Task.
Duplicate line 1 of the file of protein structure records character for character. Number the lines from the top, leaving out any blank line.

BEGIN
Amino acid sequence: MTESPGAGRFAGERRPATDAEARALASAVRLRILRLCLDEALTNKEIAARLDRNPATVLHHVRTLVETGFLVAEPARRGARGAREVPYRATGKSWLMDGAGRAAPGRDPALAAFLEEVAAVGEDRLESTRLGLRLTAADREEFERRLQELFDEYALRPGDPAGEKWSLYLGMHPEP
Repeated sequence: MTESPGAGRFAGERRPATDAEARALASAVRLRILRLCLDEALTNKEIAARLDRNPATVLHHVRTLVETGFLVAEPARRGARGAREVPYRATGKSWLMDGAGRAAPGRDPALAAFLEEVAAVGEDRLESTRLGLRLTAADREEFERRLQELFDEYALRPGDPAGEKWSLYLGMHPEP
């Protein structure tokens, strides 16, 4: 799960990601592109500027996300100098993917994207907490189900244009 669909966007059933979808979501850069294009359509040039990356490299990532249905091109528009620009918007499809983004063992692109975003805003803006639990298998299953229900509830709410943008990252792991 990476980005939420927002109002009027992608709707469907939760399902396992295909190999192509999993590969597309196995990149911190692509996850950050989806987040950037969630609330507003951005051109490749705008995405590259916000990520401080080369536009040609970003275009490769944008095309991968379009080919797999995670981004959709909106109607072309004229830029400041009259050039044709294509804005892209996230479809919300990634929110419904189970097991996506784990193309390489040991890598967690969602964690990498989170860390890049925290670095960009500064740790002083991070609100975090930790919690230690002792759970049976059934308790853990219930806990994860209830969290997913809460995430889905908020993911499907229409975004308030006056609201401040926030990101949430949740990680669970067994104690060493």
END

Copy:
Amino acid sequence: MTESPGAGRFAGERRPATDAEARALASAVRLRILRLCLDEALTNKEIAARLDRNPATVLHHVRTLVETGFLVAEPARRGARGAREVPYRATGKSWLMDGAGRAAPGRDPALAAFLEEVAAVGEDRLESTRLGLRLTAADREEFERRLQELFDEYALRPGDPAGEKWSLYLGMHPEP